In its fight to prevent future terrorist attacks on its soil, France has found an unlikely ally: the royal eagle.
The French Air Force is currently training birds of prey to take down remote-controlled objects following reports that ISIS recruits are weaponizing consumer markets drones to carry out attacks against enemy fighters.
The air force first acquired four royal eagles eggs last spring and began training them in a base in south west France after they reached adult size.
The birds were placed on top of drones when they were still in their eggshells and kept there during the early stages of feeding. Once they were fit to fly, the royal eagles were taken to a field to be trained to intercept airborne drones. The birds, which are able to grab and carry animals as heavy as goats and lambs, were in turn rewarded with meat.
“These eagles can spot the drones several thousand meters (yards) away and neutralize them,” Jean-Christophe Zimmerman, a French Air Force general, told Reuters.
Considered more robust than other birds like falcons, eagles also present a great advantage: they are seen as safer than using guns or nets to take down drones during events with large crowds, such as public ceremonies, festivals or fireworks.
“In certain situations (falling debris, a crowd under the craft), the drone cannot be shot down,” an air force spokesman told L’Express magazine. “The eagle, along with other means, can enable us to intercept the craft without causing any further damage.”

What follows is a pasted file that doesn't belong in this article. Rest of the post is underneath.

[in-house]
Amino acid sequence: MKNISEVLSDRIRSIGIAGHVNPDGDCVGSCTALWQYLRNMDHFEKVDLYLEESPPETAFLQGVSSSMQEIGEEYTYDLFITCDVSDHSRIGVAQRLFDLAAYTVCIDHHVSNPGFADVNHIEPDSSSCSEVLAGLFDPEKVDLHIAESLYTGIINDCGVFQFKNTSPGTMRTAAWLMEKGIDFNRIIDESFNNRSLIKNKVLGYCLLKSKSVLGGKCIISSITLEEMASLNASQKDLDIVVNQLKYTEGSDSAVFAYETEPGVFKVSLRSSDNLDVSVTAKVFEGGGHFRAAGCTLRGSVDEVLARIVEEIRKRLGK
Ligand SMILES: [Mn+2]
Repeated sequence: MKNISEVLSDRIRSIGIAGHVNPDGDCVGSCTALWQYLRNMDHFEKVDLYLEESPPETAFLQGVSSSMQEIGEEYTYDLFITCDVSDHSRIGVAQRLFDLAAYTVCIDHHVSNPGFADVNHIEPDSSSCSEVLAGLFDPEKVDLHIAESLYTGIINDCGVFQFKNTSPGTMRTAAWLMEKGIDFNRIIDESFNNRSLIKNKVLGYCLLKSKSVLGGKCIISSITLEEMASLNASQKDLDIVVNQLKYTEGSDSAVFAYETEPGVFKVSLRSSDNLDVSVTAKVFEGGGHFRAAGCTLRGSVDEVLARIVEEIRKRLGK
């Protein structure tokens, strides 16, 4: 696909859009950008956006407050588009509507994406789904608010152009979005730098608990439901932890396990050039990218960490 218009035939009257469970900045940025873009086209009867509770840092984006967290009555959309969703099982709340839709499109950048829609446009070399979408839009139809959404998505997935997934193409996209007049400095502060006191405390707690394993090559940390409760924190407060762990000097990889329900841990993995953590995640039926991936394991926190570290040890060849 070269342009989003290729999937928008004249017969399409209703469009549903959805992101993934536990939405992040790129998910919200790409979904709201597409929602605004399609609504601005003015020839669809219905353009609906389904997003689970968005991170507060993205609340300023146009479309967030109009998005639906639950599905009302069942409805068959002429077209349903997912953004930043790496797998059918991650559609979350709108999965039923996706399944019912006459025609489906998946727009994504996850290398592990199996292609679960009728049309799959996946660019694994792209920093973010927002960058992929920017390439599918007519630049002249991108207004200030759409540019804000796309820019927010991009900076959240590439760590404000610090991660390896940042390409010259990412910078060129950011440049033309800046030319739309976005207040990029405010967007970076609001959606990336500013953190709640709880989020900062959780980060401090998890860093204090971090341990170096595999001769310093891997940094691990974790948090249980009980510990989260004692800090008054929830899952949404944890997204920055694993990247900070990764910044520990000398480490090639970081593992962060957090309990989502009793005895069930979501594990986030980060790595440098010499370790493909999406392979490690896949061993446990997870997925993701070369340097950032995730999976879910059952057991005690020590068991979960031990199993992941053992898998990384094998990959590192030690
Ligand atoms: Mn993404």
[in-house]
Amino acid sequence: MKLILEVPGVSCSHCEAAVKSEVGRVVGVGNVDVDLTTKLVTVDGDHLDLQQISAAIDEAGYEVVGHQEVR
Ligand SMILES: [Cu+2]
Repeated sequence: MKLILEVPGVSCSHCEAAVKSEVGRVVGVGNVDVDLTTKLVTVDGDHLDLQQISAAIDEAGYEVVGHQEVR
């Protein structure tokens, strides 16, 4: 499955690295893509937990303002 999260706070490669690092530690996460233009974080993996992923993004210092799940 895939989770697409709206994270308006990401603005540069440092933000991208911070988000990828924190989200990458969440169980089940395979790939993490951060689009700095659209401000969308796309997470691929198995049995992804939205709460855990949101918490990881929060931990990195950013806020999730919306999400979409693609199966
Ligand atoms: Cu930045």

Rogue or poorly controlled drones have been branded “a credible threat for a terrorist mode of action on our national territory just as they do for external operations” by French security officials, particularly after the wave of terrorist attacks that shook France over the past two years.
Last spring, dozens of mystery drones were spotted flying over the Eiffel Tower, the US embassy, the Elysée Palace and other famous landmarks in central Paris, but also over military installations and nuclear plants, prompting fears that the machines were being used as spying technology.
France is not the only country using eagles to capture drones. The practice is also common in Holland.